During a one-week period in May, three young Philadelphia residents took their lives.
On Thursday, the city Department of Behavioral Health and Intellectual disAbility Services (DBHIDS) sponsored an informational session on youth suicide in an effort to spread potentially life-saving advice.
One of the myths surrounding youth suicide is that talking about it will lead more young people to think about taking their lives, said Matthew B. Wintersteen, a Thomas Jefferson University psychologist and suicide prevention expert.
“This myth is what has kept suicide prevention out of the schools for years,” Wintersteen said to a gathering of city mental health specialists, educators, and other youth advocates.
On May 11, a 10-year-old boy who attended Samuel Pennypacker Elementary School in West Oak Lane hanged himself in a closet in his bedroom. Media reports said he left a note saying he had been bullied.
On May 13, a 14-year-old girl who officials said attended Mastery’s Gratz Prep Middle School in Nicetown hanged herself.
On May 18, an 18-year-old male who had attended Howard H. Furness High School in South Philadelphia fatally shot himself, reports stated.
A spokesman for the behavioral health agency said the deaths are not believed to be related. None occurred on school properties.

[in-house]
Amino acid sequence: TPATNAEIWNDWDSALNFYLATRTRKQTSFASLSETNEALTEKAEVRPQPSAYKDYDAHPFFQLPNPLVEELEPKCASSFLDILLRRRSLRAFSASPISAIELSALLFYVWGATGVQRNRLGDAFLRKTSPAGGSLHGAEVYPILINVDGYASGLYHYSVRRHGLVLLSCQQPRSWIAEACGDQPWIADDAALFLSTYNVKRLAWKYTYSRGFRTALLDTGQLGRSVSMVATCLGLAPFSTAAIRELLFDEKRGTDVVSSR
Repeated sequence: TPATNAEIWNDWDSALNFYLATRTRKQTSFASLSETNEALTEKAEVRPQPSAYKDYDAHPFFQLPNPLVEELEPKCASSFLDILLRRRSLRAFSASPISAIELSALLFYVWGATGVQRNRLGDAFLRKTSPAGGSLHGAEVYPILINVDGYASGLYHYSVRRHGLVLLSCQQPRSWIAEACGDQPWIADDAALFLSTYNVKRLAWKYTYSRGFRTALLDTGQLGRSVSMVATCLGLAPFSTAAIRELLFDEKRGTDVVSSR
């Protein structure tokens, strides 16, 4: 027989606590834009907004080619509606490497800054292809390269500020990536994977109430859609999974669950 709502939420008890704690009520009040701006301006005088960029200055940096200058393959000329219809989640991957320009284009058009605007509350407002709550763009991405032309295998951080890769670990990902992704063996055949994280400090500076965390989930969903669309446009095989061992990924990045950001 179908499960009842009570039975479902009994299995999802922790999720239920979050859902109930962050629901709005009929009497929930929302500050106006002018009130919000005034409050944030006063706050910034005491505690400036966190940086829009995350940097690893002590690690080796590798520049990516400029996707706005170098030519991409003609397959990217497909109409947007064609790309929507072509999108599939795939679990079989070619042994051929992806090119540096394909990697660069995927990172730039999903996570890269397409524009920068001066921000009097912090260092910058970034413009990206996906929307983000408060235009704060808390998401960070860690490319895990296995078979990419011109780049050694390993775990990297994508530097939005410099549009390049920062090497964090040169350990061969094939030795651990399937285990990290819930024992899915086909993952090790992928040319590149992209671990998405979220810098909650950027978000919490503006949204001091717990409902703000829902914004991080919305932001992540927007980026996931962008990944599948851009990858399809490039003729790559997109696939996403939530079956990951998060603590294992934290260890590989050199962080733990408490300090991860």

Kamilah Jackson, deputy chief medical officer for child and adolescent health at Community Behavioral Health and DBHIDS, said her department wanted to share advice on how to help.
“We all have the opportunity when someone seems to be having a hard time to not run away from it,” Jackson said.
As caring adults, anyone can ask a young person who seems sad or upset if they are having suicidal thoughts. The key is to respect the child’s feelings rather than dismissing or making light of them, Wintersteen said.
“When kids are hurting, we want to fix the problem,” Wintersteen said. “Sometimes the way to fix the problem is just to listen.”
Also helpful is letting a young person know they are not alone and that there is help, he said.
Another common myth is that suicide cannot be prevented, Wintersteen said.
Most people thinking about ending their lives are acutely suicidal for 24 to 72 hours. Concern shown during that crucial window “can save someone’s life,” he said.
Adults should be aware of the warning signs of suicidal thinking: expressions of hopelessness; severe or overwhelming emotional pain; marked changes in behavior, including irritability and anger; and changes in sleep patterns.
Parents, Wintersteen said, should get their offspring professional help if they seem to need it, even if they don’t ask for it. If necessary, make a deal with them to just try it.
All it takes is one person to make the difference, he said. “We all have a role.”
How to get help
National Suicide Prevention Hotline: 1-800-273-TALK (8255)
City of Philadelphia Department of Behavioral Health and Intellectual disAbility Services hotline: 215-686-4420
New Jersey Hopeline: 1-855-NJ-HOPELINE (654-6735)